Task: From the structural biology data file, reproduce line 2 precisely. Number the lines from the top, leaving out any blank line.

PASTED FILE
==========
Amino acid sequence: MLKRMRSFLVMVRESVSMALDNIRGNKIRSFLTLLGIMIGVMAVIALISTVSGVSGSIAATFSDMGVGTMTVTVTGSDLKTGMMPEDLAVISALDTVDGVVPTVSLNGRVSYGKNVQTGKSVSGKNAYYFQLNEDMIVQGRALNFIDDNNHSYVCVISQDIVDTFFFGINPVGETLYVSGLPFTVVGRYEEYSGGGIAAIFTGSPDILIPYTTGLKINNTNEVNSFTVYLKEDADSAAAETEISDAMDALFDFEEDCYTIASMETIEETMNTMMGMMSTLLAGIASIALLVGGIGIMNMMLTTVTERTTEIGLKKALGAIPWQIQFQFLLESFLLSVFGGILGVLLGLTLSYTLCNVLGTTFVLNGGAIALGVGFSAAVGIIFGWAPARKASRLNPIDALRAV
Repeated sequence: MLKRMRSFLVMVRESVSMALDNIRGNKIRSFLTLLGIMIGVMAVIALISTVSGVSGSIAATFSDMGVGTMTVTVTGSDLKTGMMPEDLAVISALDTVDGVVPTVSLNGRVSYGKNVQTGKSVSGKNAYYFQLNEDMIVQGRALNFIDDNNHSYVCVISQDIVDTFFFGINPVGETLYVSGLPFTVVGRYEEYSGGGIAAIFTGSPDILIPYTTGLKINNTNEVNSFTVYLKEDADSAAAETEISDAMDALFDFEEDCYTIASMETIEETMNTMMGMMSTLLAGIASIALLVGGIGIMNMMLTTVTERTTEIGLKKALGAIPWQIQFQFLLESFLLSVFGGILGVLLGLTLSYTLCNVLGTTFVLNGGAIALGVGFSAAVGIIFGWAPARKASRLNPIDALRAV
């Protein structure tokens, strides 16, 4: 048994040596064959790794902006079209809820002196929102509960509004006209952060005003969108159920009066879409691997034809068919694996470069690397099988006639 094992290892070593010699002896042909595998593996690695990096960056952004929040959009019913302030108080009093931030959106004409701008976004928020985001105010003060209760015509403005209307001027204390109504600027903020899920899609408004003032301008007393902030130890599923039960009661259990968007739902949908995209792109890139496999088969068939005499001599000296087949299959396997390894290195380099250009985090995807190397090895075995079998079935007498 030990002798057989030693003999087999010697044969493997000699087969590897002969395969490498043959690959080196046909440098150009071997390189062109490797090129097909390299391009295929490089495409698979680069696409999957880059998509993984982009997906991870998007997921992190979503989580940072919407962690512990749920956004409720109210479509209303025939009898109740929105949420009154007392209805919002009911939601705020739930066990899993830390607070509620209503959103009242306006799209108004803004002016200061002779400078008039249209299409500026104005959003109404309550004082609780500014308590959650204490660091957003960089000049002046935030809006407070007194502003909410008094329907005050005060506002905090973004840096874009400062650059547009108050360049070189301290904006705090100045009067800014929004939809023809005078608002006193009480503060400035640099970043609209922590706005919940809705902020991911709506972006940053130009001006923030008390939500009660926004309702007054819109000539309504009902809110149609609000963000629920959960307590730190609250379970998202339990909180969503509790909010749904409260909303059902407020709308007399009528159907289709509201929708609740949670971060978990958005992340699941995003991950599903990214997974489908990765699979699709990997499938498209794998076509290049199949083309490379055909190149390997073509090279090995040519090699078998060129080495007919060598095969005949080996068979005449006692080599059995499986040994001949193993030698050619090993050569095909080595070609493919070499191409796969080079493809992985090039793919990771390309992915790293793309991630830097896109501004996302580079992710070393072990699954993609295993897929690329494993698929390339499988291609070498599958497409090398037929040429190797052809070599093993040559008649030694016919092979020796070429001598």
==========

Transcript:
Repeated sequence: MLKRMRSFLVMVRESVSMALDNIRGNKIRSFLTLLGIMIGVMAVIALISTVSGVSGSIAATFSDMGVGTMTVTVTGSDLKTGMMPEDLAVISALDTVDGVVPTVSLNGRVSYGKNVQTGKSVSGKNAYYFQLNEDMIVQGRALNFIDDNNHSYVCVISQDIVDTFFFGINPVGETLYVSGLPFTVVGRYEEYSGGGIAAIFTGSPDILIPYTTGLKINNTNEVNSFTVYLKEDADSAAAETEISDAMDALFDFEEDCYTIASMETIEETMNTMMGMMSTLLAGIASIALLVGGIGIMNMMLTTVTERTTEIGLKKALGAIPWQIQFQFLLESFLLSVFGGILGVLLGLTLSYTLCNVLGTTFVLNGGAIALGVGFSAAVGIIFGWAPARKASRLNPIDALRAV